First things first. I love the diversity in this little “iPad in the dishwasher” readership community. My goal was to create something that would appeal to an extremely broad spectrum of people. Whether it be: gender, age, socioeconomic status, parent or non-parent, single or married, etc., I love the variety of people that enjoy sharing the experience of life together with the Megows. Another thing that I feel I’m truly blessed with, is a pretty diverse audience when it comes to spiritual or non-spiritual beliefs. I don’t take this as a platform to be preachy nor sway anyone’s opinion by whatever I write. To be fair about 87% of all of this is probably fart jokes and embarrassing dad stories, so I’m not sure how that would relate in that area anyways. While I have my own beliefs and think it’s important for others to have theirs, I’m neither pretty positive that most people simply dislike debating, nor do they enjoy have people try to convince me of anything with “facts”. Most of these conversations end up with people becoming more entrenched in their own ideas and sometimes leave a bitter taste in our mind of the other person or their point of view. So all of that being said, I want to discuss God and Parenting. Hopefully, that won’t turn anyone off to reading this post, but if it does, I promise the next post will be back to the normal nonsense. :)
I rarely talk about my faith in depth on the blog. Not that it’s not important; to me it’s the most important aspect of my life. Like I said earlier, that’s just not my style. To be honest, I'm not one to initially engage people much on the topic of my spiritual beliefs. Again, that’s just the way I’m wired. I prefer to just live the closest I can to Jesus. My goal is to life in such a way that there’s something refreshing and peaceful amidst this background of the chaos of the world. I truly believe that draws people. (Not that there’s anything wrong with anyone just bluntly bringing up their spiritual beliefs with anyone. In fact, I think that’s great. It’s just not the way I do it. We are all wired differently. Isn't that so neat!!) I love the idea that my life is so radically changed from once was. I love that God made me an encourager. I love the God gave me the gift of joy. I just love the way God wired and continues to wire me. I just love God. I want that love to be curious to anyone who wants to know more. I’ve talked to quite a few people about what I believe once they have asked me about my life. I love to share because it’s shockingly simple. I think that’s also how I incorporate loving God into being a parent.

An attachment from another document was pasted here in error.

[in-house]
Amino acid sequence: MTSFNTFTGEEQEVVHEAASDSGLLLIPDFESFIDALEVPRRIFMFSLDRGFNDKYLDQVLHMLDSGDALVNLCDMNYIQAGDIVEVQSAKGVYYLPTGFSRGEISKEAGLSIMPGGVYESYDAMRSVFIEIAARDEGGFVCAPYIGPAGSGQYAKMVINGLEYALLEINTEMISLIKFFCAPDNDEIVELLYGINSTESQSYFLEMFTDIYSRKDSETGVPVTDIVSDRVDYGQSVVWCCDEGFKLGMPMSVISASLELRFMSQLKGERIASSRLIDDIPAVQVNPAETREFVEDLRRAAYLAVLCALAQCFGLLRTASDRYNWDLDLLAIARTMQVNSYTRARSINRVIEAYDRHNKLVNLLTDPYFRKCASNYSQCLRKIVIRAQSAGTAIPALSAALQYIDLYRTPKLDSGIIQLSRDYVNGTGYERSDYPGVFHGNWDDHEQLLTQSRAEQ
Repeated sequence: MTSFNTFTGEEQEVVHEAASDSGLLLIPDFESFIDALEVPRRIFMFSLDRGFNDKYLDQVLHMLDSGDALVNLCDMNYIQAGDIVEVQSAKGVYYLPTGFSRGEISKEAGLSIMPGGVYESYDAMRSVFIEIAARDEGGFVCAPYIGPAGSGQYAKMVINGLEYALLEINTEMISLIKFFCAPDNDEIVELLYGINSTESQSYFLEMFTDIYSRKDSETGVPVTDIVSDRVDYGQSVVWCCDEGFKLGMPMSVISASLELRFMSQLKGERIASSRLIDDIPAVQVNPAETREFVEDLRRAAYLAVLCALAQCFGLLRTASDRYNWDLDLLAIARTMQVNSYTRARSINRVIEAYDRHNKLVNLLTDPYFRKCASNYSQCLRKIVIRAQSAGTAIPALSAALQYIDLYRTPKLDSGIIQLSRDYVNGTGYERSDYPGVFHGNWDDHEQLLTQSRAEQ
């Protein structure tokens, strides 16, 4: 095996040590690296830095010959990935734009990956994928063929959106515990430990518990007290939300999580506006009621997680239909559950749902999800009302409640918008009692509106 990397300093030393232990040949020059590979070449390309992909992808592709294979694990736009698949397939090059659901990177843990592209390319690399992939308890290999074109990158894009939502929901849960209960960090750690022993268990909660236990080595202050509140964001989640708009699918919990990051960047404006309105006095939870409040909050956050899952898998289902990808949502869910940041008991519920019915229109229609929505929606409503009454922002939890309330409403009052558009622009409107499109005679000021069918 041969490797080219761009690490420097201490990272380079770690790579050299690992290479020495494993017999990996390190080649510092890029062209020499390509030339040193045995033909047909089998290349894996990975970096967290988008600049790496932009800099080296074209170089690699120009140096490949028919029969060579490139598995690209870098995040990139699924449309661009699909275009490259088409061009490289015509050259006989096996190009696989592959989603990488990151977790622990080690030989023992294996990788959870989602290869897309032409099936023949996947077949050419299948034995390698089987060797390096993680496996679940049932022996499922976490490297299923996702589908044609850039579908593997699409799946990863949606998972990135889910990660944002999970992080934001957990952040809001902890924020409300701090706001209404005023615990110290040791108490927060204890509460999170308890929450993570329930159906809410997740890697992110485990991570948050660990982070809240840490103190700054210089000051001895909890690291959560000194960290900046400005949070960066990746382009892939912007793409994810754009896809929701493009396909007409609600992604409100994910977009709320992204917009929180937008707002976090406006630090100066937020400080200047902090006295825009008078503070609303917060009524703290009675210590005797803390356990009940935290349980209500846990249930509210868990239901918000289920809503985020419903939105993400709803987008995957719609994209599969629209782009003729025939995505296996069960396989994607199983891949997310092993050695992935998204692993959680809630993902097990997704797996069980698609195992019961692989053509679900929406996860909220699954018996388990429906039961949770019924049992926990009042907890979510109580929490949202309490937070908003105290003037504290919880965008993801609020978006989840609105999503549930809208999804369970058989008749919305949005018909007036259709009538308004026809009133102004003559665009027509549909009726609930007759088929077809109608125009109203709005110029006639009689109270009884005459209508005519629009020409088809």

I think my biggest fear is that my children might see me as a hypocrite. I know that’s pretty blunt, but it’s the truth. I couldn’t imagine a worse scenario for my children’s and my relationship. “Well, dad says this, but dad does this. Dad says God wants us to live this way, but dad doesn’t live like that.” That’s utterly terrifying to me as a parent. They soak up EVERYTHING. My kids can still recall the time I yelled at them 3 years ago for letting the bath water fill the bathroom. The good and the bad, they just soak it up. So first of all, I make sure that whatever I teach them, I’m actually doing in my own life or else it’s not only going to not be effective, but probably lead to some trust issues and confusion later down the road.
Also, children are so wonderfully inquisitive. My kids love to hear Bible stories or ask questions about heaven, right vs wrong, church, etc. At that young of an age, they just have the ability to sense peace & love and are drawn to that. I love to talk about God with them. I love to talk about why I love Jesus with them. They are quick to ask questions and are already forming their own individual opinions that are probably different than mine. I just think that’s great. I don’t want my kids to just have a copy & paste theology of whatever I believe. I want them to have their own unique God encounters. I can show them building blocks of believing and living like Jesus, but I want them to be passionate about finding out more. In my opinion, if I try to give my kids the full definition and describe the full personality of God that would be doing them a disservice. I think that’s one thing I really appreciate about the way my parents raised me. They gave us basic building blocks, but pretty much encouraged us to get to know Him personally.